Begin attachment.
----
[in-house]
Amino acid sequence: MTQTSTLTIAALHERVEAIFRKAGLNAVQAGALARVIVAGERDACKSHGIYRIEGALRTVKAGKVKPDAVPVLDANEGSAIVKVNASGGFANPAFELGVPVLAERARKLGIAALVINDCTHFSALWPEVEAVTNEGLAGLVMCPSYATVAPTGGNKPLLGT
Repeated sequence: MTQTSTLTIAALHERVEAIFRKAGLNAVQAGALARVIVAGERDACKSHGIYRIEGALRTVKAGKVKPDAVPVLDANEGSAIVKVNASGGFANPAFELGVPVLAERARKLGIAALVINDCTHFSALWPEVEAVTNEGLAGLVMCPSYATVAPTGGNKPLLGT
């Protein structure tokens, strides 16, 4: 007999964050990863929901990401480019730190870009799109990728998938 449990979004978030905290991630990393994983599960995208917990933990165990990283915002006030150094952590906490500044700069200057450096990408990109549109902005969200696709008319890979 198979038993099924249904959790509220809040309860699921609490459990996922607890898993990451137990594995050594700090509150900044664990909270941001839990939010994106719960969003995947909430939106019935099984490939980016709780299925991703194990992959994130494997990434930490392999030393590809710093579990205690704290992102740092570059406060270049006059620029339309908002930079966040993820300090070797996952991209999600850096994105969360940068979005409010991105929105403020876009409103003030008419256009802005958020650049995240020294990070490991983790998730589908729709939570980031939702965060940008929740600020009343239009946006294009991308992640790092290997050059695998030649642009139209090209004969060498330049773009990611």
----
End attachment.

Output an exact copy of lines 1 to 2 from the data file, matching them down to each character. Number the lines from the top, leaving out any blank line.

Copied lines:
[in-house]
Amino acid sequence: MTQTSTLTIAALHERVEAIFRKAGLNAVQAGALARVIVAGERDACKSHGIYRIEGALRTVKAGKVKPDAVPVLDANEGSAIVKVNASGGFANPAFELGVPVLAERARKLGIAALVINDCTHFSALWPEVEAVTNEGLAGLVMCPSYATVAPTGGNKPLLGT